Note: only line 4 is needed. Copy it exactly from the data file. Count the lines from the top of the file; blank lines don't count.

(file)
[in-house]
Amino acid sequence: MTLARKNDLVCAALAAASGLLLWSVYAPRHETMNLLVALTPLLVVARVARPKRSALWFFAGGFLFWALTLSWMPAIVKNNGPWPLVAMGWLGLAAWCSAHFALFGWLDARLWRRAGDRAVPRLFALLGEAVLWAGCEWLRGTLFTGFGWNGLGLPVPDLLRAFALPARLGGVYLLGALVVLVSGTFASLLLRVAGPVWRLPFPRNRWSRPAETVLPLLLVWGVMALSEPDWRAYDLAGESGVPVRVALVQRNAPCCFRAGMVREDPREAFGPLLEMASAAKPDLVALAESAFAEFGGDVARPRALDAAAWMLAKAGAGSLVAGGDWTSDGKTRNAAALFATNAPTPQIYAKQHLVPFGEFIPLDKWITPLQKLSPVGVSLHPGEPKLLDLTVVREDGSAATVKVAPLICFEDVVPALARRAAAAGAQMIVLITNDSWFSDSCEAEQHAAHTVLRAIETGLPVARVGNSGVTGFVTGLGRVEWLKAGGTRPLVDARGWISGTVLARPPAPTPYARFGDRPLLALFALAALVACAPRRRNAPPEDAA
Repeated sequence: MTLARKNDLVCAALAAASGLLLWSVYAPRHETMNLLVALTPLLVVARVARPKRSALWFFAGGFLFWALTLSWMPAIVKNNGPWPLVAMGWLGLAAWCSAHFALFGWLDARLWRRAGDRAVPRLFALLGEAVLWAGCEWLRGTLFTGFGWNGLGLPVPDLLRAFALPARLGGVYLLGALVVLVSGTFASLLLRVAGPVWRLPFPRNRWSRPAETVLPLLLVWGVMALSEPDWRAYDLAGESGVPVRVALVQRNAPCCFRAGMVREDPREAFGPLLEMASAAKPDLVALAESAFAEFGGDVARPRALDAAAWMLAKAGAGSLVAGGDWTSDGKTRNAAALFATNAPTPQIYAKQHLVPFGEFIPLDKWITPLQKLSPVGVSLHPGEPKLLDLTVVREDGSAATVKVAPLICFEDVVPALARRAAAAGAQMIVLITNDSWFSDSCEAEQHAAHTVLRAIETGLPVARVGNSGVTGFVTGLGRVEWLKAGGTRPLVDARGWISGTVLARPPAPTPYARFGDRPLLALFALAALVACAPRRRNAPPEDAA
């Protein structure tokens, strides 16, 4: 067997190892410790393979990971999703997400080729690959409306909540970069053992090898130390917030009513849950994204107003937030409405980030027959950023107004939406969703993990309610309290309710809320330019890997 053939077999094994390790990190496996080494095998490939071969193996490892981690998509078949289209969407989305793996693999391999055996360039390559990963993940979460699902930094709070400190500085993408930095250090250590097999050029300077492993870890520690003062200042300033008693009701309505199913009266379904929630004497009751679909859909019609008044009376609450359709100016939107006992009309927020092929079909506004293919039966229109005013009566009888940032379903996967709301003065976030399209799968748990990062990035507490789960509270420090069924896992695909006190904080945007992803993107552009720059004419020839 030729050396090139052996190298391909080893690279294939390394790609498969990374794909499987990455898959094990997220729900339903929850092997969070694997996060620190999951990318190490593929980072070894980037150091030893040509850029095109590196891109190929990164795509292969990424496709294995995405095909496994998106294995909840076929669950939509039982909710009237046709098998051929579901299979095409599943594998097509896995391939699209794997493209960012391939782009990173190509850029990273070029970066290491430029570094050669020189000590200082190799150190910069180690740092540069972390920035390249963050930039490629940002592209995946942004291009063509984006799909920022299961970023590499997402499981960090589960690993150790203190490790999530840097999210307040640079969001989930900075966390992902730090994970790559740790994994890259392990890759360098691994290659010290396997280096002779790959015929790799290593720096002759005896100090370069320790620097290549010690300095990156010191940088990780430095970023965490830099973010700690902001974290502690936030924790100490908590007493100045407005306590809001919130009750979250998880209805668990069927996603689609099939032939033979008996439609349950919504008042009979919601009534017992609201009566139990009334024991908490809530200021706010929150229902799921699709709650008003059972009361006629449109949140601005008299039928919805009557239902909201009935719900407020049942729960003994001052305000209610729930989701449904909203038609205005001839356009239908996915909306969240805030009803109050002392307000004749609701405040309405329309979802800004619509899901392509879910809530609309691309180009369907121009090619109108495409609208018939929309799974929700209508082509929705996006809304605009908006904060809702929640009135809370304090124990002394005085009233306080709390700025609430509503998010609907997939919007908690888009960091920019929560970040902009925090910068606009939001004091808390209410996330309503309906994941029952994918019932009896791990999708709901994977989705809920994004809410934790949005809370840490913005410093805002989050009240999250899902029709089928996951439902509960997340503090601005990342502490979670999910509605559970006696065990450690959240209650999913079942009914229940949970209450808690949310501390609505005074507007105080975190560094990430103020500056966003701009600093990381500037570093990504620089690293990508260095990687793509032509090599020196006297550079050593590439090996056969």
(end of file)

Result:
């Protein structure tokens, strides 16, 4: 067997190892410790393979990971999703997400080729690959409306909540970069053992090898130390917030009513849950994204107003937030409405980030027959950023107004939406969703993990309610309290309710809320330019890997 053939077999094994390790990190496996080494095998490939071969193996490892981690998509078949289209969407989305793996693999391999055996360039390559990963993940979460699902930094709070400190500085993408930095250090250590097999050029300077492993870890520690003062200042300033008693009701309505199913009266379904929630004497009751679909859909019609008044009376609450359709100016939107006992009309927020092929079909506004293919039966229109005013009566009888940032379903996967709301003065976030399209799968748990990062990035507490789960509270420090069924896992695909006190904080945007992803993107552009720059004419020839 030729050396090139052996190298391909080893690279294939390394790609498969990374794909499987990455898959094990997220729900339903929850092997969070694997996060620190999951990318190490593929980072070894980037150091030893040509850029095109590196891109190929990164795509292969990424496709294995995405095909496994998106294995909840076929669950939509039982909710009237046709098998051929579901299979095409599943594998097509896995391939699209794997493209960012391939782009990173190509850029990273070029970066290491430029570094050669020189000590200082190799150190910069180690740092540069972390920035390249963050930039490629940002592209995946942004291009063509984006799909920022299961970023590499997402499981960090589960690993150790203190490790999530840097999210307040640079969001989930900075966390992902730090994970790559740790994994890259392990890759360098691994290659010290396997280096002779790959015929790799290593720096002759005896100090370069320790620097290549010690300095990156010191940088990780430095970023965490830099973010700690902001974290502690936030924790100490908590007493100045407005306590809001919130009750979250998880209805668990069927996603689609099939032939033979008996439609349950919504008042009979919601009534017992609201009566139990009334024991908490809530200021706010929150229902799921699709709650008003059972009361006629449109949140601005008299039928919805009557239902909201009935719900407020049942729960003994001052305000209610729930989701449904909203038609205005001839356009239908996915909306969240805030009803109050002392307000004749609701405040309405329309979802800004619509899901392509879910809530609309691309180009369907121009090619109108495409609208018939929309799974929700209508082509929705996006809304605009908006904060809702929640009135809370304090124990002394005085009233306080709390700025609430509503998010609907997939919007908690888009960091920019929560970040902009925090910068606009939001004091808390209410996330309503309906994941029952994918019932009896791990999708709901994977989705809920994004809410934790949005809370840490913005410093805002989050009240999250899902029709089928996951439902509960997340503090601005990342502490979670999910509605559970006696065990450690959240209650999913079942009914229940949970209450808690949310501390609505005074507007105080975190560094990430103020500056966003701009600093990381500037570093990504620089690293990508260095990687793509032509090599020196006297550079050593590439090996056969």